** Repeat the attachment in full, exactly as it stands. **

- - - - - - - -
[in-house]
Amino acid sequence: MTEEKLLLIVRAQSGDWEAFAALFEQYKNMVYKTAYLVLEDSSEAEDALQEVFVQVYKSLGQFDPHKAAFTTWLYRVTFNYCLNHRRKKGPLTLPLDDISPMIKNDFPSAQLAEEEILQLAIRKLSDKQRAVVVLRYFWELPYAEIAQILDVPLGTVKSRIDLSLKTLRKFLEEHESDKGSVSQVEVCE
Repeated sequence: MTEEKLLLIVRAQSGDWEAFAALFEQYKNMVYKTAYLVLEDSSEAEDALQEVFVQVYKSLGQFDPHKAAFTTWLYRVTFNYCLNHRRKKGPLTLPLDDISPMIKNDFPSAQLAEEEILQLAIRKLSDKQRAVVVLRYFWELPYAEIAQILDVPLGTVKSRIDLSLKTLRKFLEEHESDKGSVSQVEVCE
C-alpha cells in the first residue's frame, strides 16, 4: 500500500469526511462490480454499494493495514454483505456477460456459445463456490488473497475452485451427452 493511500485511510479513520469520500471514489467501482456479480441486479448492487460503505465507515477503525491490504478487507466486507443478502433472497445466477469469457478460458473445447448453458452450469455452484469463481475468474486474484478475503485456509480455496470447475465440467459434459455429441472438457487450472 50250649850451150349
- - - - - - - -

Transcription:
[in-house]
Amino acid sequence: MTEEKLLLIVRAQSGDWEAFAALFEQYKNMVYKTAYLVLEDSSEAEDALQEVFVQVYKSLGQFDPHKAAFTTWLYRVTFNYCLNHRRKKGPLTLPLDDISPMIKNDFPSAQLAEEEILQLAIRKLSDKQRAVVVLRYFWELPYAEIAQILDVPLGTVKSRIDLSLKTLRKFLEEHESDKGSVSQVEVCE
Repeated sequence: MTEEKLLLIVRAQSGDWEAFAALFEQYKNMVYKTAYLVLEDSSEAEDALQEVFVQVYKSLGQFDPHKAAFTTWLYRVTFNYCLNHRRKKGPLTLPLDDISPMIKNDFPSAQLAEEEILQLAIRKLSDKQRAVVVLRYFWELPYAEIAQILDVPLGTVKSRIDLSLKTLRKFLEEHESDKGSVSQVEVCE
C-alpha cells in the first residue's frame, strides 16, 4: 500500500469526511462490480454499494493495514454483505456477460456459445463456490488473497475452485451427452 493511500485511510479513520469520500471514489467501482456479480441486479448492487460503505465507515477503525491490504478487507466486507443478502433472497445466477469469457478460458473445447448453458452450469455452484469463481475468474486474484478475503485456509480455496470447475465440467459434459455429441472438457487450472 50250649850451150349